In an era where our lives are ever more intertwined with technology, the security of digital platforms is a matter of national concern. A recent large-scale cyberattack affecting several U.S. federal agencies and numerous other commercial organizations emphasizes the criticality of robust cybersecurity measures.
On June 7, 2023, the Cybersecurity and Infrastructure Security Agency (CISA) identified an exploit by “Threat Actor 505” (TA505), namely, a previously unidentified (zero-day) vulnerability in a data transfer software called MOVEit. MOVEit is a file transfer software used by a broad range of companies to securely transfer files between organizations. Darin Bielby, the managing director at Cypfer, explained that the number of affected companies could be in the thousands: “The Cl0p ransomware group has become adept at compromising file transfer tools. The latest being MOVEit on the heels of past incidents at GoAnywhere. Upwards of 3000 companies could be affected. Cypfer has already been engaged by many companies to assist with threat actor negotiations and recovery.”
CISA, along with the FBI, advised that “[d]ue to the speed and ease TA505 has exploited this vulnerability, and based on their past campaigns, FBI and CISA expect to see widespread exploitation of unpatched software services in both private and public networks.”
Although CISA did not comment on the perpetrator behind the attack, there are suspicions about a Russian-speaking ransomware group known as Cl0p. Much like in the SolarWinds case, they ingeniously exploited vulnerabilities in widely utilized software, managing to infiltrate an array of networks.
The Department of Energy was among the many federal agencies compromised, with records from two of its entities being affected. A spokesperson for the department confirmed they “took immediate steps” to alleviate the impact and notified Congress, law enforcement, CISA, and the affected entities.
This attack has ramifications beyond federal agencies. Johns Hopkins University’s health system reported a possible breach of sensitive personal and financial information, including health billing records. Georgia’s statewide university system is investigating the scope and severity of the hack affecting them.
Internationally, the likes of BBC, British Airways, and Shell have also been victims of this hacking campaign. This highlights the global nature of cyber threats and the necessity of international collaboration in cybersecurity.
The group claimed credit for some of the hacks in a hacking campaign that began two weeks ago. Interestingly, Cl0p took an unusual step, stating that they erased the data from government entities and have “no interest in exposing such information.” Instead, their primary focus remains extorting victims for financial gains.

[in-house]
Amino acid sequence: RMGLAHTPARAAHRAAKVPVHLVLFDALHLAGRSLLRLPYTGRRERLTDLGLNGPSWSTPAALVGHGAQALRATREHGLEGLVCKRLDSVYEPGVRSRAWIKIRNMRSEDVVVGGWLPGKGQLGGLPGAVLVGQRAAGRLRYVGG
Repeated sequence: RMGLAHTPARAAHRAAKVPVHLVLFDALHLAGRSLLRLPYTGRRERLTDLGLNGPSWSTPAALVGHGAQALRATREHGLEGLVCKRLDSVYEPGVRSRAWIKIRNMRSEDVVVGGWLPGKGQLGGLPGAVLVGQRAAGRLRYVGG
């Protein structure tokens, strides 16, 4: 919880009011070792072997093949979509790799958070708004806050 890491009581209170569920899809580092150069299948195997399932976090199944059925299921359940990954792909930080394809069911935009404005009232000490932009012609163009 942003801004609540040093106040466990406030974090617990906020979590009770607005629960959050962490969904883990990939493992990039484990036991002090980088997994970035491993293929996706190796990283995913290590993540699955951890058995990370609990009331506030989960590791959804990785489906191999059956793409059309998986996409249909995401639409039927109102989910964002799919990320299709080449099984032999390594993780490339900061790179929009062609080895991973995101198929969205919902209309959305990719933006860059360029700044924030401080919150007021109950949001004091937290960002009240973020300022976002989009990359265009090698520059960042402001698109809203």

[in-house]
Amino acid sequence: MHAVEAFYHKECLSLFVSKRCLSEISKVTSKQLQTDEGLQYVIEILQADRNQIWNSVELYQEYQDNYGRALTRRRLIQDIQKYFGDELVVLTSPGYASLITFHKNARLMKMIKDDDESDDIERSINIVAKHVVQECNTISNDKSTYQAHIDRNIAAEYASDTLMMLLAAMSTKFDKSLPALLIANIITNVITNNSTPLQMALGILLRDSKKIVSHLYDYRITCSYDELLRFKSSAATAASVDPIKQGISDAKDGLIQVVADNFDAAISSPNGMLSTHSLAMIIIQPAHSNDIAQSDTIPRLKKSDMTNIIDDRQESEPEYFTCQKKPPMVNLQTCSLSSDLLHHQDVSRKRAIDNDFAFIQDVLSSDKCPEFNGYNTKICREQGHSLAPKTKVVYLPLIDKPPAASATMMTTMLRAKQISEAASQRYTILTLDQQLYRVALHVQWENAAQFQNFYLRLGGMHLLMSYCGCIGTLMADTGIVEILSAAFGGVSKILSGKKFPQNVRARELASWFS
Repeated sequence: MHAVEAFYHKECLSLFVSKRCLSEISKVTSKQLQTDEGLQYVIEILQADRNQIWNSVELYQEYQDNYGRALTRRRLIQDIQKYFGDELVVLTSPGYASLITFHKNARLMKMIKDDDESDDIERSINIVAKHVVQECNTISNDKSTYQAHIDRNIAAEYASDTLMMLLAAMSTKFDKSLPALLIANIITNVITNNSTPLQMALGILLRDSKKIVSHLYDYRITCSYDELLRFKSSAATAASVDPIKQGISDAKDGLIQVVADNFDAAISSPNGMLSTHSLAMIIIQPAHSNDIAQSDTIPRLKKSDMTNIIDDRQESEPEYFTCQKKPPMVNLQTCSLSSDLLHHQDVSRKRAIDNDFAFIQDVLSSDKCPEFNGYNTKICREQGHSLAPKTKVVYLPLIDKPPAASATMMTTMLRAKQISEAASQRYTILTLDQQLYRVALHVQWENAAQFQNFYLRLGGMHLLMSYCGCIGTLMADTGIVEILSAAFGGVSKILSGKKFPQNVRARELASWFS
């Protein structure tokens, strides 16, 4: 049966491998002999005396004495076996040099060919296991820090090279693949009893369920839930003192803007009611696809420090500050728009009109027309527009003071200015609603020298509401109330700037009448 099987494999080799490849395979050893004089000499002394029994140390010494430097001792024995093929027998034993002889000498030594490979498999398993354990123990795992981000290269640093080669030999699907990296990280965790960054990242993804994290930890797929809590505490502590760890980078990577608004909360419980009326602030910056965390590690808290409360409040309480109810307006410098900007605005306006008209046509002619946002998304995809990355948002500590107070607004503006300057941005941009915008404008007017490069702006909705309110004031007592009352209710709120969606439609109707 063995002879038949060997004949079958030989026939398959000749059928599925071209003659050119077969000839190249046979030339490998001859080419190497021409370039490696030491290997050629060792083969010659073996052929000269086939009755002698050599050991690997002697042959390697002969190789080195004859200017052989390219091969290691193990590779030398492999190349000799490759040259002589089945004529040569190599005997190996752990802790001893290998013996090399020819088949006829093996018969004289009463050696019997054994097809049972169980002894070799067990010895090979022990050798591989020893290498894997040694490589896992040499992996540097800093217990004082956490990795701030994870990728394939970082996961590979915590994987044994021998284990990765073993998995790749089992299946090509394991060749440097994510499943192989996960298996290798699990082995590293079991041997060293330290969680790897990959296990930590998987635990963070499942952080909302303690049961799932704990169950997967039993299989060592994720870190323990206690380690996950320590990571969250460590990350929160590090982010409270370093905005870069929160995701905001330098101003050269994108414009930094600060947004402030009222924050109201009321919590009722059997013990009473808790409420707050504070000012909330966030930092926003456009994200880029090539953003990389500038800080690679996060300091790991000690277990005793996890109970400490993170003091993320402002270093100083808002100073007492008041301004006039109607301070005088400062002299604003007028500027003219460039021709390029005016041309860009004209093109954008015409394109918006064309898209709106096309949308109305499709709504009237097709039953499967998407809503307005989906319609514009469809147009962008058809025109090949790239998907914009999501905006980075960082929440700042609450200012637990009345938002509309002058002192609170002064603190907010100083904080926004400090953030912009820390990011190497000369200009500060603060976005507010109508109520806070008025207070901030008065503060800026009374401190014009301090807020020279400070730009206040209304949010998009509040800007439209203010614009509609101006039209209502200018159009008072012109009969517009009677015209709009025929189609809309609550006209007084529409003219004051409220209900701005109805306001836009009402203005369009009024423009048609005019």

Still, although every file transfer service based on MOVEit could have been affected, that does not mean that every file transfer service based on MOVEit was affected. Threat actors exploiting the vulnerability would likely have had to independently target each file transfer service that employs the MOVEit platform. Thus, companies should determine whether their secure file transfer services rely on the MOVEit platform and whether any indicators exist that a threat actor exploited the vulnerability.
A Flaw Too Many
The attackers exploited a zero-day vulnerability that likely exposed the data that companies uploaded to MOVEit servers for seemingly secure transfers. This highlights how a single software vulnerability can have far-reaching consequences if manipulated by adept criminals. Progress, the U.S. firm that owns MOVEit, has urged users to update their software and issued security advice.
This exploitation likely creates notification requirements for the myriad affected companies under the various state data breach notification laws and some industry-specific regulations. Companies that own consumer data and share that data with service providers are not absolved of notification requirements merely because the breach occurred in the service provider’s environment. Organizations should engage counsel to determine whether their notification requirements are triggered.
A Call to Action
This cyberattack serves as a reminder of the sophistication and evolution of cyber threats. Organizations using the MOVEit software should analyze whether this vulnerability has affected any of their or their vendors’ operations.
With the increasing dependency on digital platforms, cybersecurity is no longer an option but a necessity in a world where the next cyberattack is not a matter of “if” but “when;” it’s time for a proactive approach to securing our digital realms. Organizations across sectors must prioritize cybersecurity. This involves staying updated with the latest security patches and ensuring adequate protective measures and response plans are in place.